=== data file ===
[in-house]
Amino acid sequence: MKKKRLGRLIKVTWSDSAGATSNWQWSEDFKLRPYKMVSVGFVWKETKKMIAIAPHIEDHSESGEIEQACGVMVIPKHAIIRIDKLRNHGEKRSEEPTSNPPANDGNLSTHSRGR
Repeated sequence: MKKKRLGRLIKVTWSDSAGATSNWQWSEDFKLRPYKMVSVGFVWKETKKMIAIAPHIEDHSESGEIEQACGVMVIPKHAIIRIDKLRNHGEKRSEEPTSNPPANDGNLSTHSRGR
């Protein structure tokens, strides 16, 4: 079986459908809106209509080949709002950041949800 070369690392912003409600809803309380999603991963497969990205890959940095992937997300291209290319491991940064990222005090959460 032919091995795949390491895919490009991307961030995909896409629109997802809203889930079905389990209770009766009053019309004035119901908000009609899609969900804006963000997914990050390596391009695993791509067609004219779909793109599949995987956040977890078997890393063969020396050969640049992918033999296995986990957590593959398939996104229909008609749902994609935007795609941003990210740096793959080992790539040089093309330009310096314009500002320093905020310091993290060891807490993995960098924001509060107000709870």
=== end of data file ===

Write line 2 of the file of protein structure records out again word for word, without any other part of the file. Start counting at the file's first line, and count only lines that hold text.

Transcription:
Amino acid sequence: MKKKRLGRLIKVTWSDSAGATSNWQWSEDFKLRPYKMVSVGFVWKETKKMIAIAPHIEDHSESGEIEQACGVMVIPKHAIIRIDKLRNHGEKRSEEPTSNPPANDGNLSTHSRGR